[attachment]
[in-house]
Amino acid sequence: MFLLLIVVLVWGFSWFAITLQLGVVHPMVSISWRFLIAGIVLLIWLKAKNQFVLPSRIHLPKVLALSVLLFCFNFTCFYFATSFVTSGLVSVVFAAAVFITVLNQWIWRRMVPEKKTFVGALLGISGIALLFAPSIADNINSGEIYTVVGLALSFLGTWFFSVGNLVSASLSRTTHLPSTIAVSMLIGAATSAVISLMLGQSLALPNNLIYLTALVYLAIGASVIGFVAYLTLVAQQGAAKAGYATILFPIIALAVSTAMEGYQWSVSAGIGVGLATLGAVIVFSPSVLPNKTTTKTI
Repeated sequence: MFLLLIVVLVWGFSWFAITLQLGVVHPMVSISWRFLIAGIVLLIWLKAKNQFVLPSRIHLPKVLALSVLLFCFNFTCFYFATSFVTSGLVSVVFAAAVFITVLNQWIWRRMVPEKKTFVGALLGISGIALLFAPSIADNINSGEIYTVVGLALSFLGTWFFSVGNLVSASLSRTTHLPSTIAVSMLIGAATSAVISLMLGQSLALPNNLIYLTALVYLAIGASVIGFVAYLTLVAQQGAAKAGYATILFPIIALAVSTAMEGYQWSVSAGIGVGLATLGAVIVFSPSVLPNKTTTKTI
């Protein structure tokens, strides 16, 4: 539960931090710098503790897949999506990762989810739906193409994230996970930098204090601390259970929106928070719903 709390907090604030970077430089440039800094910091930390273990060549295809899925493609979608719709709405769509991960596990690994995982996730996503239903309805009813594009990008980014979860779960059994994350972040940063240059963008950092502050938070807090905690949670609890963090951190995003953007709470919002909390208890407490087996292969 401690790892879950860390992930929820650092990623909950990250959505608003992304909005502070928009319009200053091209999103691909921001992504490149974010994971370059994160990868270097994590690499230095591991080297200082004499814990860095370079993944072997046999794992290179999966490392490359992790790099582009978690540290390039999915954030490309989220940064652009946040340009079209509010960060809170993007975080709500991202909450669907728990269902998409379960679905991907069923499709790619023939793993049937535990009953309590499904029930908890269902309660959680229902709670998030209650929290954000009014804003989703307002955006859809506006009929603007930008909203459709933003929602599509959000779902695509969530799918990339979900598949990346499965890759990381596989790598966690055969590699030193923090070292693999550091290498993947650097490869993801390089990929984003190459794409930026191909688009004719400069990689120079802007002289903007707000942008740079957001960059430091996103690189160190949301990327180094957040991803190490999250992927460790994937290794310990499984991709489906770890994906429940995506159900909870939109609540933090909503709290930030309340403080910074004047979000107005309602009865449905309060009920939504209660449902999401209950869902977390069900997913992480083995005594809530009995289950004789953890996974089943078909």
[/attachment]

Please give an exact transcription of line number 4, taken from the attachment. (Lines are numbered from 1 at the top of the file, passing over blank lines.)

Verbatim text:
């Protein structure tokens, strides 16, 4: 539960931090710098503790897949999506990762989810739906193409994230996970930098204090601390259970929106928070719903 709390907090604030970077430089440039800094910091930390273990060549295809899925493609979608719709709405769509991960596990690994995982996730996503239903309805009813594009990008980014979860779960059994994350972040940063240059963008950092502050938070807090905690949670609890963090951190995003953007709470919002909390208890407490087996292969 401690790892879950860390992930929820650092990623909950990250959505608003992304909005502070928009319009200053091209999103691909921001992504490149974010994971370059994160990868270097994590690499230095591991080297200082004499814990860095370079993944072997046999794992290179999966490392490359992790790099582009978690540290390039999915954030490309989220940064652009946040340009079209509010960060809170993007975080709500991202909450669907728990269902998409379960679905991907069923499709790619023939793993049937535990009953309590499904029930908890269902309660959680229902709670998030209650929290954000009014804003989703307002955006859809506006009929603007930008909203459709933003929602599509959000779902695509969530799918990339979900598949990346499965890759990381596989790598966690055969590699030193923090070292693999550091290498993947650097490869993801390089990929984003190459794409930026191909688009004719400069990689120079802007002289903007707000942008740079957001960059430091996103690189160190949301990327180094957040991803190490999250992927460790994937290794310990499984991709489906770890994906429940995506159900909870939109609540933090909503709290930030309340403080910074004047979000107005309602009865449905309060009920939504209660449902999401209950869902977390069900997913992480083995005594809530009995289950004789953890996974089943078909």